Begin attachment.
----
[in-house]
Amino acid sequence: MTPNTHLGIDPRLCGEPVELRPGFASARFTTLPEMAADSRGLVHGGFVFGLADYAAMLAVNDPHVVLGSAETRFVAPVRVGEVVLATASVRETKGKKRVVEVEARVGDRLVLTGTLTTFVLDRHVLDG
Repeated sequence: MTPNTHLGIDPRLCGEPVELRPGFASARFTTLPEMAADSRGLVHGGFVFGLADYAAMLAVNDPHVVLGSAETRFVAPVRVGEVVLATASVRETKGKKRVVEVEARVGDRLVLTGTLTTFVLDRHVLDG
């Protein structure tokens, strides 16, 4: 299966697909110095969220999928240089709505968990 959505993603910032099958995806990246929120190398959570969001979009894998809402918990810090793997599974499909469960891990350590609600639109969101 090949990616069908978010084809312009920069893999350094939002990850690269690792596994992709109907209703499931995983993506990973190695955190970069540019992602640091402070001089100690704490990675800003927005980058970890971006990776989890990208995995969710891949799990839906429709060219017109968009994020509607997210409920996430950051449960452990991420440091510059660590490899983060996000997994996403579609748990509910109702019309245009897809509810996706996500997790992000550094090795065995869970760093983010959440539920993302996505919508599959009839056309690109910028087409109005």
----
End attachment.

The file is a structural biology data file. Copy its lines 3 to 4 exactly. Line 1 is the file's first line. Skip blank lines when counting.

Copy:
Repeated sequence: MTPNTHLGIDPRLCGEPVELRPGFASARFTTLPEMAADSRGLVHGGFVFGLADYAAMLAVNDPHVVLGSAETRFVAPVRVGEVVLATASVRETKGKKRVVEVEARVGDRLVLTGTLTTFVLDRHVLDG
């Protein structure tokens, strides 16, 4: 299966697909110095969220999928240089709505968990 959505993603910032099958995806990246929120190398959570969001979009894998809402918990810090793997599974499909469960891990350590609600639109969101 090949990616069908978010084809312009920069893999350094939002990850690269690792596994992709109907209703499931995983993506990973190695955190970069540019992602640091402070001089100690704490990675800003927005980058970890971006990776989890990208995995969710891949799990839906429709060219017109968009994020509607997210409920996430950051449960452990991420440091510059660590490899983060996000997994996403579609748990509910109702019309245009897809509810996706996500997790992000550094090795065995869970760093983010959440539920993302996505919508599959009839056309690109910028087409109005």